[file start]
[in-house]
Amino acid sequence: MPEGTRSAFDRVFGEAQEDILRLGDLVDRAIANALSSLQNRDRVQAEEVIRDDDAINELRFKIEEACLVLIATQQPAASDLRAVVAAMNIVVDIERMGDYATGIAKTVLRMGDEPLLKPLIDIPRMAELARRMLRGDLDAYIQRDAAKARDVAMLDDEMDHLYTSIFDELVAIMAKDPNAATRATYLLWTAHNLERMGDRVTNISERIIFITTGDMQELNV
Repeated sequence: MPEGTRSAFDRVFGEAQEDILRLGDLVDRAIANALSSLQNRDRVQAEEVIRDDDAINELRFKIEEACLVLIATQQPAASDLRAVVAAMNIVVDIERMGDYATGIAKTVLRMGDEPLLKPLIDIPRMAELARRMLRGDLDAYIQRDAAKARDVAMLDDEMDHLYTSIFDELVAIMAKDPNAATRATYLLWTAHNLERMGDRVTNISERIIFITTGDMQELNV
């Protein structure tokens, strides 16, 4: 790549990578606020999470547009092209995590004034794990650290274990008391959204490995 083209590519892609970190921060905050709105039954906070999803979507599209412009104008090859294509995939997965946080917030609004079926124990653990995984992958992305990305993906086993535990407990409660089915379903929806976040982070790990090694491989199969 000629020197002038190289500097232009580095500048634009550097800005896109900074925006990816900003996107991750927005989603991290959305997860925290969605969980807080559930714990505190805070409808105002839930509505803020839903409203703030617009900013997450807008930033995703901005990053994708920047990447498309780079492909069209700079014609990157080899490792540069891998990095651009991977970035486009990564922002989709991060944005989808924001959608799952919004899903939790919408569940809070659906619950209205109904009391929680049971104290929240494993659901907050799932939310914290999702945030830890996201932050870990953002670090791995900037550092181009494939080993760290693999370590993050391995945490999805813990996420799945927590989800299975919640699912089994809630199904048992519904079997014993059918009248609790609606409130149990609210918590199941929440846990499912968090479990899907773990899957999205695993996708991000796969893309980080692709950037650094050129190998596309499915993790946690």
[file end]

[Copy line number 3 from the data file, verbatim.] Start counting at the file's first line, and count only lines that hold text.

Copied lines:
Repeated sequence: MPEGTRSAFDRVFGEAQEDILRLGDLVDRAIANALSSLQNRDRVQAEEVIRDDDAINELRFKIEEACLVLIATQQPAASDLRAVVAAMNIVVDIERMGDYATGIAKTVLRMGDEPLLKPLIDIPRMAELARRMLRGDLDAYIQRDAAKARDVAMLDDEMDHLYTSIFDELVAIMAKDPNAATRATYLLWTAHNLERMGDRVTNISERIIFITTGDMQELNV